Urban Avalanche Advisory

Current Advisory as of

February 24, 2021

Expires 7:00 AM the following morning.

Issued By Tom Mattice

Danger Level: 3 - Considerable
View Danger Definitions

Today's Discussion

Although avalanche control on Thane Road did not get many results avalanche danger remains CONSIDERABLE today.  Natural avalanches remain possible although are less likely today with decreased loading rates over the last 2 days with cool temps.  Human triggered avalanches remain likely.  These may not be wide spread but we are continuing to see human triggered avalanches.  See pics below for a snow machine remotely triggered avalanche from yesterday on Douglas Island.  Be aware the beast is still lurking.  These slides were triggered from below while playing in a safe area the settlement created a remote trigger for this event.

We have the potential for large wind slab avalanches in specific areas and very large persistent weak layer avalanches in isolates areas.  although we are not seeing a lot of activity like we did during the storm its important to recognize these slides are of notable size and hard slabs with quite long fracture propagation.  These are dangerous events to be managed and should be avoided.  Terrain selection remains the key to safety.  Please continue to limit your exposure to avalanche terrain and use mindful safety practices if you choose to recreate in avalanche terrain.

We have multiple weak layers in the snowpack.  The storm total for the last week after settling was 57cm yesterday in my study plot most all avalanches will potentially be at least this deep.  This storm snow is sitting on a rain crust over a bed of facets that remain quite weak.  We also have multiple persistent weak layers deeper in the snowpack that have shown weakness and the ability to produce avalanches over the last few weeks with human triggered slides over 4-5' in depth.  We could see avalanches up to a meter deep in these weak layers and in wind loaded locations these weak layers can even be much much deeper.  Remember the Eaglecrest avalanche from Sunday was 6-7' deep at the crown.

Although much of the activity has been on lee slopes due to increased loading rates from the wind we have actually seen avalanches on multiple aspects in the region as the weak layer is present on most all aspects.


Eaglecrest Top Temps Low- 23f, High- 25f, Current- 24f.  Winds SE19-30 with peak gusts to SW50mph in the last 24 hours.   1cm new snow.  1mm SWE.

Mt Roberts Tram Temp Low- 26f, High- 29f, Current- 27f.  Winds SE18-21mph peak gusts to SSW35mph in the last 24 hours.  5cm new snow, 3mm SWE.

The National Weather Service Forecasts-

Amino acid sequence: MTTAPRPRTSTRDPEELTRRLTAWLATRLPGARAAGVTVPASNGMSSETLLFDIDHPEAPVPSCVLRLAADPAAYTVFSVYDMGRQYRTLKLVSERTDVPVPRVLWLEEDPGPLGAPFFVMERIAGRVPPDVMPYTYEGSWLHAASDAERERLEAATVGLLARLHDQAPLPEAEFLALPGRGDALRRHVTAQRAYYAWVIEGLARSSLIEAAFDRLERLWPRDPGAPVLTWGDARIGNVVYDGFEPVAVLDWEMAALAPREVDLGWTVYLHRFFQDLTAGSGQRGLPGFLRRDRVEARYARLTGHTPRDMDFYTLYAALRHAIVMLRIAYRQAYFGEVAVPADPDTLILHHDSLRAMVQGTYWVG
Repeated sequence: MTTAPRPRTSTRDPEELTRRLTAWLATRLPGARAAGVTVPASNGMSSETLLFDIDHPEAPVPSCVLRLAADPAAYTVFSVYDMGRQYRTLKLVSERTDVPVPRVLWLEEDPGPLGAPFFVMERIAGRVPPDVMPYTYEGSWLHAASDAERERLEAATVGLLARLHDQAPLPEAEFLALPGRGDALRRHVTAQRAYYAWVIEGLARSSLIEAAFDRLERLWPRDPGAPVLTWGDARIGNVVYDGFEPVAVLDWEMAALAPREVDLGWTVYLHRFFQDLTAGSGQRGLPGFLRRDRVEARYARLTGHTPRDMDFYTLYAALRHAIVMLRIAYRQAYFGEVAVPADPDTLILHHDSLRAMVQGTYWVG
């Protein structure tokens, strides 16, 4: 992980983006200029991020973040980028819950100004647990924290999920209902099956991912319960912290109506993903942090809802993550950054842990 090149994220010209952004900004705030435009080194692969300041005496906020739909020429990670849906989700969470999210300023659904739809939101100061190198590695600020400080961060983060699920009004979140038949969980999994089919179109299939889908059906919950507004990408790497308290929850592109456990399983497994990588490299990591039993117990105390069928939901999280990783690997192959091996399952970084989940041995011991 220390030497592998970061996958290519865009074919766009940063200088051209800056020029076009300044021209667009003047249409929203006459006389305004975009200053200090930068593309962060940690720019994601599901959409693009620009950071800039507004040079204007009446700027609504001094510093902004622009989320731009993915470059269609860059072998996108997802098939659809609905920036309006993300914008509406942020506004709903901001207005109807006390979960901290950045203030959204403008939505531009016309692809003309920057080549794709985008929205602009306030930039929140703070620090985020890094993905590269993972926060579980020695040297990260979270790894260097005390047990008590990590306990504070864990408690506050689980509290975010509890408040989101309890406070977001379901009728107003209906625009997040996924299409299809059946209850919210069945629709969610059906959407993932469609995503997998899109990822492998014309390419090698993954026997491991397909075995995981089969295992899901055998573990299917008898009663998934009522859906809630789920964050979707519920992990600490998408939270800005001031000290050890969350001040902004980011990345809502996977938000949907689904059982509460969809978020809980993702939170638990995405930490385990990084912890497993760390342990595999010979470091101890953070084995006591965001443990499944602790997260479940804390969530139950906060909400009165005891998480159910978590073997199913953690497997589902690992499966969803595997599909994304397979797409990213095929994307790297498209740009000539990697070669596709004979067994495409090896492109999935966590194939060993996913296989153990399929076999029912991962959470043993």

Today- Cloudy. Chance of rain and snow in the morning, then rain. Near steady temperature in the mid 30s. Southeast winds increasing to 15 to 25 mph with gusts to around 40 mph in the afternoon.

Tonight- Windy, cloudy. Snow and rain likely. Snow accumulation around 1 inch. Lows in the lower 30s. East winds 20 to 30 mph with gusts to around 45 mph becoming north 10 to 15 mph late.

Thursday- Cloudy. Numerous rain and snow showers. Snow accumulation up to 1 inch. Highs in the mid 30s. Southwest winds 10 to 15 mph.

Todays forecast calls for as much as 8" new snow in the hills over the next 24 hours.  With continued winds this will keep avalanche danger considerable.

Primary Avalanche Problem

Wind Slab

Problem Type:Wind Slab
Avalanche Size:Large
Avalanche Likelihood = Likely
Avalanche Trend = Steady Danger


With the high winds early in the storm and consistent wind during the entire storm we are definitely seeing more activity on lee slopes due to the increase loads and yet winds are not the only concern.

We have persistent weak layers on most all aspects and storm slabs also remain a concern.  We have seen remote triggering of the storm slab from hundreds of yards away.  Recognize you dont have to be in avalanche terrain to start an avalanche.


Learn more about Wind Slab.

Secondary Avalanche Problem

Persistent Slab

Problem Type:Persistent Slab
Avalanche Size:Very Large
Avalanche Likelihood = Possible
Avalanche Trend = Steady Danger


We have multiple persistent weak layers in the region up to a meter deep in non wind loaded locations.  In wind loaded locations these weak layers are even deeper.

Although difficult to trigger these are now deep hard slabs and have considerable danger.  We are seeing remote triggering of avalanches with fractures running hundreds of yards.

Please limit your exposure to avalanche terrain.

Learn more about Persistent Slab.

Today’s Avalanche Tip

Please continue to share your observations at the Coastal Alaska Avalanche Center @ http://CoastalAkAvalanche.org